Eating in: Paradise regained

Amid a crop of gimmicky TV-chef cookbooks, writes Michael Bateman, comes something with a bit more soul. The book is `Feasts from the Place Below', and its author is Bill Sewell, who runs vegetarian restaurants in the crypts below two churches
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AT LAST, a seriously original cookbook. No pictures. Not even any line drawings. Just excellent recipes from someone who has spent 10 years running one of the most admired vegetarian restaurants in the country, accompanied by some interesting observations based on real experience.

It's not too much to ask, you might think. But food publishers seldom want to know about this kind of book nowadays, what with television tie- ins and "celebrity chefs" - a Nineties phenomenon which refers to chefs with a comic bent who have forsaken their kitchens for the easy option of mugging on a cookery game show. Their books have superb production values, glossy chocolate-box pictures taken by the best photographers, who are aided by professional food stylists. The books make fine presents for family and friends, and adorn coffee-tables up and down the land.

But Feasts from The Place Below by Bill Sewell is, by contrast, a book not to give away at all, but to keep for yourself. It is a grown-up cookery book, revelling in the sensuous joy of good food, and written with warmth and humour.

The author, Bill Sewell, may be something of an eccentric. He must be the only restaurateur in the country to have two restaurants that are both in churches. The first, The Place Below, which is in the crypt of St Mary-le-Bow in Whitechapel in London's East End, opened 10 years ago and became Time Out's Veggie Restaurant of the Year. Food from The Place Below, a book of recipes based on its dishes, was greeted with enthusiastic reviews from Sophie Grigson, Loyd Grossman and Frances Bissell.

Then, remarkably, Bill Sewell was headhunted by the vicar of All Saints, Hereford, who invited him to open a second restaurant - this one in the nave of the church. Bill Sewell agreed, moved to Hereford with his wife, and opened the Cafe at All Saints, now the hot ticket in the city, feeding some 400 customers every day. Heretically, Bill Sewell is a very un-veggie vegetarian cook. "I'm profoundly uninterested in the worthiness of being a vegetarian," he says; he enjoys all food. He even eats some meat and fish when he's out, though he doesn't cook it.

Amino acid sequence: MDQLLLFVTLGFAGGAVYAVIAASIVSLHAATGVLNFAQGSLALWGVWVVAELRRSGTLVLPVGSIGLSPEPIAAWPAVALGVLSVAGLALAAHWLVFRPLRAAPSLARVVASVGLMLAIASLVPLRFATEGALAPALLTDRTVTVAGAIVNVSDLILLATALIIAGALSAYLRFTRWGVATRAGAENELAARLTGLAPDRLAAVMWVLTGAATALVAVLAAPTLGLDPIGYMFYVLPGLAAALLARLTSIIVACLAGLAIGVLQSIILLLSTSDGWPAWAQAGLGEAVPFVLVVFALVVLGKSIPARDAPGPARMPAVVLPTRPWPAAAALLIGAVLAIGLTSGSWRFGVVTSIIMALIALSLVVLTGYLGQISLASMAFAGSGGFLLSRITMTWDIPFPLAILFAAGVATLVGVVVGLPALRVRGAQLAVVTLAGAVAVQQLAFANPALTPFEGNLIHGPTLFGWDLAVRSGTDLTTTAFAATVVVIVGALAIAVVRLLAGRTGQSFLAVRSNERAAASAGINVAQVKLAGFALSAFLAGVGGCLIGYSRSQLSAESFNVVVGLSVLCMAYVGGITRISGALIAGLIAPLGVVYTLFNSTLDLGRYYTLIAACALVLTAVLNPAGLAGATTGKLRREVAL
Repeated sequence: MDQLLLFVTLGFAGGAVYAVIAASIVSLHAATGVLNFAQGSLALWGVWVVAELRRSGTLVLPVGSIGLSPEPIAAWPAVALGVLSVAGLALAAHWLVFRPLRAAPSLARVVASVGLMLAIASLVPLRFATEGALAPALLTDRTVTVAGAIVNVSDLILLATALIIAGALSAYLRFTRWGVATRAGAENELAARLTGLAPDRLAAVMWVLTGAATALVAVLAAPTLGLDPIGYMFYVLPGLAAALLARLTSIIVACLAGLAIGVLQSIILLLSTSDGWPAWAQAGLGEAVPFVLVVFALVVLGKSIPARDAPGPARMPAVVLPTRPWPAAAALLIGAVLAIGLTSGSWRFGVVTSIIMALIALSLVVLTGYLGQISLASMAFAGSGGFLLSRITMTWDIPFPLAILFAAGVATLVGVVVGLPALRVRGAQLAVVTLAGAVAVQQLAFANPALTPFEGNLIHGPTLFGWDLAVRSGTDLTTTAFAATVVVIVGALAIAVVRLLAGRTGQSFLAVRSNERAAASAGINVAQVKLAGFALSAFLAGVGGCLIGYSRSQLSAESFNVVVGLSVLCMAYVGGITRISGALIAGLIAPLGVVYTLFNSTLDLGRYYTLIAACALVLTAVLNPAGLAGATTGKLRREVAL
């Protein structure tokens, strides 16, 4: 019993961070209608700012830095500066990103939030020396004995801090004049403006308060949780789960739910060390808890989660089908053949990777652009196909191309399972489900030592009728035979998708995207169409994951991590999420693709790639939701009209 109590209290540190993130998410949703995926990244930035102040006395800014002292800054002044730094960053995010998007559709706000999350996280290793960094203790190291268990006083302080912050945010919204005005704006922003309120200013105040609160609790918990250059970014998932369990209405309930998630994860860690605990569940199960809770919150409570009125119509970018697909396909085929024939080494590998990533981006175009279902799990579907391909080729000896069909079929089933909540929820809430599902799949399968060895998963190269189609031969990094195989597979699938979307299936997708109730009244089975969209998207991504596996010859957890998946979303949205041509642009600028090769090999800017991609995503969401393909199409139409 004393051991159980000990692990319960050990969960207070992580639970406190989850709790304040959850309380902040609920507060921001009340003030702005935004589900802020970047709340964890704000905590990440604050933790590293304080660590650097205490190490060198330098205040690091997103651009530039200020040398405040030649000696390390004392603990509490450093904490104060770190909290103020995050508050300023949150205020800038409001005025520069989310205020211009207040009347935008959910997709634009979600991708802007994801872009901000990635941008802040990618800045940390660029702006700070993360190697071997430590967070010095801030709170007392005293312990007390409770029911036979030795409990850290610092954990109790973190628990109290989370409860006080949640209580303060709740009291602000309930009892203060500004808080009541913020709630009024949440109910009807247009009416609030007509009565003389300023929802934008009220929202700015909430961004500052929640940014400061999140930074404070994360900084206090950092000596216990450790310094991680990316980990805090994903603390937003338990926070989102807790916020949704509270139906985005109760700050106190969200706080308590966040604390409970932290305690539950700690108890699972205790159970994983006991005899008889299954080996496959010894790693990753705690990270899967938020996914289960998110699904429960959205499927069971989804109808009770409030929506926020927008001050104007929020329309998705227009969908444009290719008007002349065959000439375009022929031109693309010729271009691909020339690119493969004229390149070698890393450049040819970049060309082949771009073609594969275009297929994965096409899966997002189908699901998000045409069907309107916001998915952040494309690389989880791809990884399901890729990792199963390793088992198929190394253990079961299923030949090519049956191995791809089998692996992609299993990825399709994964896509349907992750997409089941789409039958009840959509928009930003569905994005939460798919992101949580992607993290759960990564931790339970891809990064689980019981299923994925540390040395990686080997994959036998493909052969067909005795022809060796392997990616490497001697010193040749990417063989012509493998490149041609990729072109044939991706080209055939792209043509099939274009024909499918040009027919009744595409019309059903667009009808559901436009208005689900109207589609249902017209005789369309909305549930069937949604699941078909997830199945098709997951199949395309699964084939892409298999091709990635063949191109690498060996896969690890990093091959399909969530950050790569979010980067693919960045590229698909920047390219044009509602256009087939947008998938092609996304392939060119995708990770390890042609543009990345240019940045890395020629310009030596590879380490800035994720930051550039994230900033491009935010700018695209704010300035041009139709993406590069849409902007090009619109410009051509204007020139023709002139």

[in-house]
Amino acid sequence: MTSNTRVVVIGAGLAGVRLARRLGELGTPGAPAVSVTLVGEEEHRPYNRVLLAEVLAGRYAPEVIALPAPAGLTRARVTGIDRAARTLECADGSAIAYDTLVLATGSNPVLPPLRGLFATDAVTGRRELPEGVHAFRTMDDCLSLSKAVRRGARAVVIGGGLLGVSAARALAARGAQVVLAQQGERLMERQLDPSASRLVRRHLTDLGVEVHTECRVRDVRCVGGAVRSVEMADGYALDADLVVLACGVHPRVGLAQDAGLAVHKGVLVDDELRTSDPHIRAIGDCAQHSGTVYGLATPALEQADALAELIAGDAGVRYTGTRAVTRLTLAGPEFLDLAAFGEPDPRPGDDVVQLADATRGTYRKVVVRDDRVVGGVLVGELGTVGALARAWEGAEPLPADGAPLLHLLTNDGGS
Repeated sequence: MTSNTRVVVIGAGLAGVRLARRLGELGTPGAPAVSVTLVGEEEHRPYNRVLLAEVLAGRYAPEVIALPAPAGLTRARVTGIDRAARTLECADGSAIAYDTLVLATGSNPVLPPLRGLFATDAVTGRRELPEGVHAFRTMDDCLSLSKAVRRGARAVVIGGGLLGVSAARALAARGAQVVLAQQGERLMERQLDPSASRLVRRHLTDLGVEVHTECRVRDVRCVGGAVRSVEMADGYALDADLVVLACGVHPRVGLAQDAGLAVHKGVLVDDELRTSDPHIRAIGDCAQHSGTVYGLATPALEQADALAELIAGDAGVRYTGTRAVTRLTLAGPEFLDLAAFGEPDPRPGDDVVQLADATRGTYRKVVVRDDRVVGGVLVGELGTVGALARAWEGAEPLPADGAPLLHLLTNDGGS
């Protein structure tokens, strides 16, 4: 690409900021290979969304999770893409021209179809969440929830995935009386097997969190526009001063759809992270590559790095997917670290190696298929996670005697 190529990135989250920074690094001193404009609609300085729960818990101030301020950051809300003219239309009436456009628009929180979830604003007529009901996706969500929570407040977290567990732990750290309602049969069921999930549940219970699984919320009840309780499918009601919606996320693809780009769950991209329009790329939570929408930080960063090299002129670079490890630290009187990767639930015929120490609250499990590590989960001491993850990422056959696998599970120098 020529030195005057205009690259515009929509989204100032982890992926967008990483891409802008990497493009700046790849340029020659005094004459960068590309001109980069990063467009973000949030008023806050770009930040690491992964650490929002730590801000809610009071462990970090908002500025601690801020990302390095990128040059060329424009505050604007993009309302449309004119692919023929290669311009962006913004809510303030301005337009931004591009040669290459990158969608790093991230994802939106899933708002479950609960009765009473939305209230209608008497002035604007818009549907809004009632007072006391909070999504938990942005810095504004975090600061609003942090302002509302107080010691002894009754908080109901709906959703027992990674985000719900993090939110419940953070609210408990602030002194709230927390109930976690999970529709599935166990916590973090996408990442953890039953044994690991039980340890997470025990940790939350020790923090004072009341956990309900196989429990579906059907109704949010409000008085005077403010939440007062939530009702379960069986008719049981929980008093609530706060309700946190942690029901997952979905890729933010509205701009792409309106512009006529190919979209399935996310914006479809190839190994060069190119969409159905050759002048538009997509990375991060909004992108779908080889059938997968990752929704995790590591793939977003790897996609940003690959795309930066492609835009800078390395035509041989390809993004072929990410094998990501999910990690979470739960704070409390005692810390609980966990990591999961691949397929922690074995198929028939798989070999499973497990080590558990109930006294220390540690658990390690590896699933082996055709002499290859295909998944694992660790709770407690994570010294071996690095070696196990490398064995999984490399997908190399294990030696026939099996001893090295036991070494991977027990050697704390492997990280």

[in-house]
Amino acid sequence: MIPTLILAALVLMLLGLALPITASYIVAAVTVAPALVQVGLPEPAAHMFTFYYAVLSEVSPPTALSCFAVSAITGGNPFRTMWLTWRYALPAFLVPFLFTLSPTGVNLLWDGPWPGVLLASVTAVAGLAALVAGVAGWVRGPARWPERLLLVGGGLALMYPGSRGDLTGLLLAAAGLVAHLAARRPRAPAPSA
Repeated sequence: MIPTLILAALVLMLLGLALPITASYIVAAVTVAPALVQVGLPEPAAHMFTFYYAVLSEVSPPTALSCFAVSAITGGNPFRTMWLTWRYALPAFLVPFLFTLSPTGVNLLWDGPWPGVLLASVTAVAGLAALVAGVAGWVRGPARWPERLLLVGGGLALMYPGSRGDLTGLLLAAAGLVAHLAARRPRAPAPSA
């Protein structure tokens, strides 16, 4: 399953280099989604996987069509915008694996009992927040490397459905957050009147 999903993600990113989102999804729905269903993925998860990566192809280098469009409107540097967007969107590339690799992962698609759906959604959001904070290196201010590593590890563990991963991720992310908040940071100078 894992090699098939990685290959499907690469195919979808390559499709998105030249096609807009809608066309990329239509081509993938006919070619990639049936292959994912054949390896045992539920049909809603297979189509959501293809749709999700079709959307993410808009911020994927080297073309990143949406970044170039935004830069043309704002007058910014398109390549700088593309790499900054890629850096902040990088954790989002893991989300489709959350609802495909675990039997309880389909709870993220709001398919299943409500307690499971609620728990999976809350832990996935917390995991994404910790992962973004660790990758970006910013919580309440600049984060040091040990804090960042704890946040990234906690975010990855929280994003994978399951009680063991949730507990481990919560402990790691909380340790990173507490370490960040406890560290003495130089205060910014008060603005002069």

It was as a teenager that he became interested in vegetarian cooking, the last straw being a spell in a kibbutz during which he worked in a chicken factory. He saw it as being "debilitating to the people who worked there". Bill is a Cambridge graduate (one of a number - Alastair Little, Juliet Peston, Rowley Leigh - who gravitated to the restaurant business). He left university to work in a wholefood restaurant in London, a Cranks- alike, but rather more rough and ready. That was followed by a brief period working in Launceston Place as a pastry chef, which experience prompted him to wonder why vegetarian food was always so unsophisticated? Although he nursed the idea of one day running his own place, the practicalities of life intervened and he took a job with Price Waterhouse as an accountant.

Then one day, quite by chance, he attended an art exhibition in the crypt of St Mary-le-Bow, and it struck him that the place would make a wonderful restaurant. The next day he went to see the vicar, the Reverend Victor Stock, who did not hesitate to agree. He saw that the restaurant would be an excellent way of bringing more people into the church.

Bill Sewell's menu developed according to his own tastes and those of his friends. "People may think many of the dishes are original but there is no such thing as an original dish. They've all been done before, but some may have been forgotten."

He particularly enjoys bringing to life Britain's vastly under-rated winter vegetables. In our love affair with the Mediterranean (which he hastily points out is a love he shares) we tend to ignore some real glories: parsnip, turnip, swede, beetroot, leeks, cabbage, pumpkin. Neither the French nor the Italians rate the parsnip, for example; but a famous Bill Sewell recipe is truffled scrambled eggs with roast parsnips. That's style for you. And it's probably one of the first occasions on which truffles have made an appearance in a vegetarian cookbook.

Feasts from the Place Below is laid out seasonally, seasonality being a pet obsession with the author. Bill refuses to bow to supermarket tyranny: he blames them for all but banishing the seasons by importing from around the world. For him, each new season generates a sense of expectation and excitement, whether it's the first crop of asparagus from Cornwall, or new strawberries, or even elderflower and elderberry.